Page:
In the aftermath of King and Baldwin and Fannie Lou Hamer and JoAnne Robinson and Septima Clark and John Lewis and Diane Nash — noble souls of the 1960s. These freedom fighters! When we stand at ball games to celebrate those who are part of the military, those who have fought, those who are veterans, we should thank veterans in America’s war for its future in the 1960s, as well. Because they fought despite the fact that bigots didn’t want them to be here. White supremacists thought they were inferior. But I must say. One of the great things about the present president is that he has obliterated the notion of white superiority. That’s dead.

On former President Barack Obama’s inability to deal directly and honestly with race

[Obama] had that possibility and yet because of the variety of circumstances, did not prosecute that case, did not press it as hard as might otherwise have been true. Now, we know it was unfair. If he had had a white Russian drink in the oval office, they may have impeached him. Now we got a white man drinking with a white Russian in the White House, making all kinds of strange noises — just poohtin’ [play on Putin].

On the riff between Gayle King and Snoop Dogg

We get into trouble when we try to judge and beat up on other folks and deny them the truth of their own journeys and aspirations and desires … Recently, when a famous rapper disagreed with a famous black journalist, called her out of her name and I dropped a 10-minute Instagram post. I had my Lakers hat on to represent Kobe. And so we’ve got to push back on that. We’ve got to embrace as broad and diverse an understanding of our humanity and our citizenship and who we are as a nation. When we get to the point where we start judging people because they don’t hew to our ideals. They ain’t hurtin’ nobody, they ain’t interrupting anything except our wrong presuppositions about who they are.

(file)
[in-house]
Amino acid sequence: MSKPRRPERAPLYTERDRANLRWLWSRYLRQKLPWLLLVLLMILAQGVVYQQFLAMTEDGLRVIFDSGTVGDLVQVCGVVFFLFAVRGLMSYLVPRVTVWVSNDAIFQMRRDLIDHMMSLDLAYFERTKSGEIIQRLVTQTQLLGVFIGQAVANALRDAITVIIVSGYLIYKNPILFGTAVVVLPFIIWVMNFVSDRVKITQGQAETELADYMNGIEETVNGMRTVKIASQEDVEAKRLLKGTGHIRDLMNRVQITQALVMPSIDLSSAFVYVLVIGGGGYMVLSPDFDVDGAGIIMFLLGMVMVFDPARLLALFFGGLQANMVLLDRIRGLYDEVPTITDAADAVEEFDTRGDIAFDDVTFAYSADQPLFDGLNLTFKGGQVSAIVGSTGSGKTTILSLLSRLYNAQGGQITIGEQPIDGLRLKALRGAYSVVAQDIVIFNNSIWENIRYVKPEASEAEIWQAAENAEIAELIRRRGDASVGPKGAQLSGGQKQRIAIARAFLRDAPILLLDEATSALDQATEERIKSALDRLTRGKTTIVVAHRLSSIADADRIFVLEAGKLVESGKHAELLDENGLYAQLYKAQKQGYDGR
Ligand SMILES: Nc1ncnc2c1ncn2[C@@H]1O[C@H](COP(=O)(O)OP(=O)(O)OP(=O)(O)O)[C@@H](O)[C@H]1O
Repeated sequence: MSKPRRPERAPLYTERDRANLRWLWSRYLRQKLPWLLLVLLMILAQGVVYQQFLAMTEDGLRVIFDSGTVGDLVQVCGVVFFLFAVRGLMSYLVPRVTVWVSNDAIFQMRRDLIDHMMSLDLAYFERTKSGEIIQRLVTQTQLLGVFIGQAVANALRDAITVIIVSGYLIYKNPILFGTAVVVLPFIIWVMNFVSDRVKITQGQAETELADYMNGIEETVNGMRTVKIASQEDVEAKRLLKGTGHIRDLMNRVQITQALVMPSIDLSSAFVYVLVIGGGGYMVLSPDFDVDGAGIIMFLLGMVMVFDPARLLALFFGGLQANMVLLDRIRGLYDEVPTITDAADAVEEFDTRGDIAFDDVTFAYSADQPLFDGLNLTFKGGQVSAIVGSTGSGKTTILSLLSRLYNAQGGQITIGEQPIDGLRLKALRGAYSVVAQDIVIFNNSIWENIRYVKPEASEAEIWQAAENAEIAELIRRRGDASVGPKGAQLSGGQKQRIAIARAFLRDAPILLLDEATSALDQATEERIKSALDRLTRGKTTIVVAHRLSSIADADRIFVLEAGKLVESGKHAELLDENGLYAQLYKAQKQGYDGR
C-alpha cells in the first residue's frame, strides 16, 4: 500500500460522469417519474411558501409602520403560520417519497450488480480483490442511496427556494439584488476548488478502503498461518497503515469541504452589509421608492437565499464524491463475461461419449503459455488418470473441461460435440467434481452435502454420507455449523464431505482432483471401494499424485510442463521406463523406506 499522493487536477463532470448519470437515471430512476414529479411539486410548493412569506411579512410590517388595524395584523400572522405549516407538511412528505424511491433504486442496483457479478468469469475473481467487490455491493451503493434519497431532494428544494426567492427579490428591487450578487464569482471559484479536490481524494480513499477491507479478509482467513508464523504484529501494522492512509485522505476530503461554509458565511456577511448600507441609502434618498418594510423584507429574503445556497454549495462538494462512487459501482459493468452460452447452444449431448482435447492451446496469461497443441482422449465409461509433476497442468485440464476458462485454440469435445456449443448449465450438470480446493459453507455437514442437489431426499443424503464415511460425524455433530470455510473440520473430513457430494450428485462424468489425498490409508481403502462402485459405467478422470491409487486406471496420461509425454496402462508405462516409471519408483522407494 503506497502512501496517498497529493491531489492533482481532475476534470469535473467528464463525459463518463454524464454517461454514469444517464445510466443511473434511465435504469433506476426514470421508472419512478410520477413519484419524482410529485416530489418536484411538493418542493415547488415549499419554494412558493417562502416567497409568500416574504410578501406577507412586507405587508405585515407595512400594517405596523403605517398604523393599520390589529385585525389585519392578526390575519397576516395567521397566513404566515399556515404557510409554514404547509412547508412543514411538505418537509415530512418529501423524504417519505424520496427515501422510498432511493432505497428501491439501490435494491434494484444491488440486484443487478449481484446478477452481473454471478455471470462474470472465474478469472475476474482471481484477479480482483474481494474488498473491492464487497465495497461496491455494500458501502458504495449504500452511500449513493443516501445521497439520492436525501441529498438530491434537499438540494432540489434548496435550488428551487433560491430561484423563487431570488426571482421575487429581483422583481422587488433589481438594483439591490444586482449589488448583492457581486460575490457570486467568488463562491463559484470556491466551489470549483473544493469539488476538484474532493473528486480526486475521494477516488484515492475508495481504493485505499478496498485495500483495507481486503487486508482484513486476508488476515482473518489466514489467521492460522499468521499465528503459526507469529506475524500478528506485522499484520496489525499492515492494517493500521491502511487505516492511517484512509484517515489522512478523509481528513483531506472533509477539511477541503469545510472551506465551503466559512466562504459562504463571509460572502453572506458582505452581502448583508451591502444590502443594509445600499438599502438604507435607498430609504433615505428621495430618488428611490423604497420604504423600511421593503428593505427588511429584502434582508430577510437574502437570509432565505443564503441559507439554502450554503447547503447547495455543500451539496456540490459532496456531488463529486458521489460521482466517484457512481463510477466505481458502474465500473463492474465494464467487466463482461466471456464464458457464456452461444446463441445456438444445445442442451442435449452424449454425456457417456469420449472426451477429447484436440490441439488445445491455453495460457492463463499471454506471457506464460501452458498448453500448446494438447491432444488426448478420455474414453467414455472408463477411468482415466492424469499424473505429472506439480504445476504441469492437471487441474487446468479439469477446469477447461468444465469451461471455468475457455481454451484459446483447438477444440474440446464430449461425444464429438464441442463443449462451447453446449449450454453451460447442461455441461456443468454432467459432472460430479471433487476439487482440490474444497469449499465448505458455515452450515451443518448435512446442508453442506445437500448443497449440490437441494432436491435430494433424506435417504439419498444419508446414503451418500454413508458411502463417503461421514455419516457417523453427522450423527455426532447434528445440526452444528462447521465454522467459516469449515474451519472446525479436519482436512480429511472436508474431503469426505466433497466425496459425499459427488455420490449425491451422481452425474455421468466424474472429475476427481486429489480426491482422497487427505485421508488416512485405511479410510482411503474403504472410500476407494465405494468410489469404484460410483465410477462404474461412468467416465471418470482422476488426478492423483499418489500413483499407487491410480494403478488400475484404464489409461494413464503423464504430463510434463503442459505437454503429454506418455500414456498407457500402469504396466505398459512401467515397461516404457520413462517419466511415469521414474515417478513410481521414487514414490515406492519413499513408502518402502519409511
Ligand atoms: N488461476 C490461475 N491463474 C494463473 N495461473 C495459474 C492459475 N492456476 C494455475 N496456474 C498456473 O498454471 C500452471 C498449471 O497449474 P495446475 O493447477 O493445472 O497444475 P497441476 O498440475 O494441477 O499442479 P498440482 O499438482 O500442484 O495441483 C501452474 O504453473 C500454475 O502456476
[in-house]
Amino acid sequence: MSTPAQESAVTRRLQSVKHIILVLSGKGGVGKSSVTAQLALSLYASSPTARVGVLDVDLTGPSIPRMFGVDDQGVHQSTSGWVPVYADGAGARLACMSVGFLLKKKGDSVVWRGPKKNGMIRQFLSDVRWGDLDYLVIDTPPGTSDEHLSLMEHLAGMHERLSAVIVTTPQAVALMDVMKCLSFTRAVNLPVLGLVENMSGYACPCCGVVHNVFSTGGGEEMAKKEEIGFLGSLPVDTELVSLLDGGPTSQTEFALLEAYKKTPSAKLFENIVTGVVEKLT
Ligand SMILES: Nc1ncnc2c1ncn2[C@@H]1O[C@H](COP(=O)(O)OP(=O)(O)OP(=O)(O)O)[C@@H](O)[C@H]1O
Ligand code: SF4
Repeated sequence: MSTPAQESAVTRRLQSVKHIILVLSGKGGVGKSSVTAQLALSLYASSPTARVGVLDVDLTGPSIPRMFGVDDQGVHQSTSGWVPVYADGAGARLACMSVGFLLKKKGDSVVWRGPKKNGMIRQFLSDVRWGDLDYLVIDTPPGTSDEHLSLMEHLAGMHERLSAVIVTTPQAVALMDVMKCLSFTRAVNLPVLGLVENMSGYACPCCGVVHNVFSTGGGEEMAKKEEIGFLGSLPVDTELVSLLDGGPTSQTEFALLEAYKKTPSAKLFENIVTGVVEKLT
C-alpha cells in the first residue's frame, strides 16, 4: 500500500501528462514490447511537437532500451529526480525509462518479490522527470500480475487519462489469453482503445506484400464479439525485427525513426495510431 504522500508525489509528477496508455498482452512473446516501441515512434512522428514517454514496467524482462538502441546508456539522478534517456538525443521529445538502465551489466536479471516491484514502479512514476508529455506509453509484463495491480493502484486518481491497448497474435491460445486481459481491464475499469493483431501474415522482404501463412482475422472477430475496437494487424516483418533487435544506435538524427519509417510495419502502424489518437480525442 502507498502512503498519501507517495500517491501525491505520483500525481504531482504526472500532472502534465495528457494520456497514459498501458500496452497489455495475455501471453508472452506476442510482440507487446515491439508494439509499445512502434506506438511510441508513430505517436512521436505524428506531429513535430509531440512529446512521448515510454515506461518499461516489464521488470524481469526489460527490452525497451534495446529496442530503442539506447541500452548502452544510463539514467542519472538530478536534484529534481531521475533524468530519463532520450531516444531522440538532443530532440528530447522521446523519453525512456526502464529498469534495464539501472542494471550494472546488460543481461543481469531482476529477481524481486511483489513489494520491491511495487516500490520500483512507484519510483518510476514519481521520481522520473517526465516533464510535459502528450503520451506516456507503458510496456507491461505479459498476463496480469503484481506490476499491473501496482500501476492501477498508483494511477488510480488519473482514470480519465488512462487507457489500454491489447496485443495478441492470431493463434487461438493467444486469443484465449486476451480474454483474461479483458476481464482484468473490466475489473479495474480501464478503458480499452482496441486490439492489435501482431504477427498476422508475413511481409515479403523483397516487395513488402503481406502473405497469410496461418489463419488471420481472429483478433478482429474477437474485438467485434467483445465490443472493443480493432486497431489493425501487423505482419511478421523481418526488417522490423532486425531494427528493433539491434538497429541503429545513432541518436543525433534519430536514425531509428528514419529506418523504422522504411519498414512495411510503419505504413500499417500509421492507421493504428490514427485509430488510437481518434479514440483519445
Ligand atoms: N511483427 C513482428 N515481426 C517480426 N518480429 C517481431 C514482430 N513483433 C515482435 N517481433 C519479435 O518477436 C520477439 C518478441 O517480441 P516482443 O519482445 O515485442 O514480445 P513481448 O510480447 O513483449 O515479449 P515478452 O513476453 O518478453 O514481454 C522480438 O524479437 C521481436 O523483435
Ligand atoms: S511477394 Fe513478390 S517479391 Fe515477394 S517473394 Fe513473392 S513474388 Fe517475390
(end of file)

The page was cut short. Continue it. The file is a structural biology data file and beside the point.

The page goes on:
On free speech and ‘Cancel Culture’

People think they speak from the mouth of God, ex cathedra, pronouncing what thus saith the Lord. I think there is a continuum. Left and right, progressive, center and so on … When you’ve got people out here marching and hating and wanting to shoot people and run them over, that ain’t free speech, that’s free chaos. Ain’t no thing as absolute free speech. Threaten the president. You will go to jail. … But I think we have to be more tolerate of and engage with one another. Part of the problem is cancel culture and social media. I don’t want to sound like no old dude: ‘That damn internet! Facebook! We used to face the book and read it!’ That is true, though. I can’t lie. ‘We didn’t swipe right unless we were trying to get our peanut on the bread!’ … I think sometimes, social media just gives people digital courage. Talking mad stuff. We say stuff, we’re nasty, vicious. …

I’m glad the internet is democratized, everybody got an opinion, but that doesn’t mean everybody should be heard. You’re stupid, just amplified. Sorry. Just because we got the democratization of articulation don’t mean you’re saying something. You’re just stupid by yourself and stupid with 100,000 followers.

On mumble rappers

Now they have mumble rap. What in the hell is being said? I have no idea [mimics mumble rappers] No what I’m saying? No! Not at all. I have no idea what you’re saying. The only part I understood: ‘Walk it like you talk it, hey!’ … The truth is, one of the reasons they began to mumble, is because when they were clear and articulate, they still died at the hands of police. The truth is, when it sounds like you’re young and black in America, the police still disproportionately hurt and harm you … the people we expect to protect us don’t. This is not to beat up on police. Don’t nobody call police more than black people … We love the police. We just want them to know, when they show up, who the criminal is. Don’t criminalize us.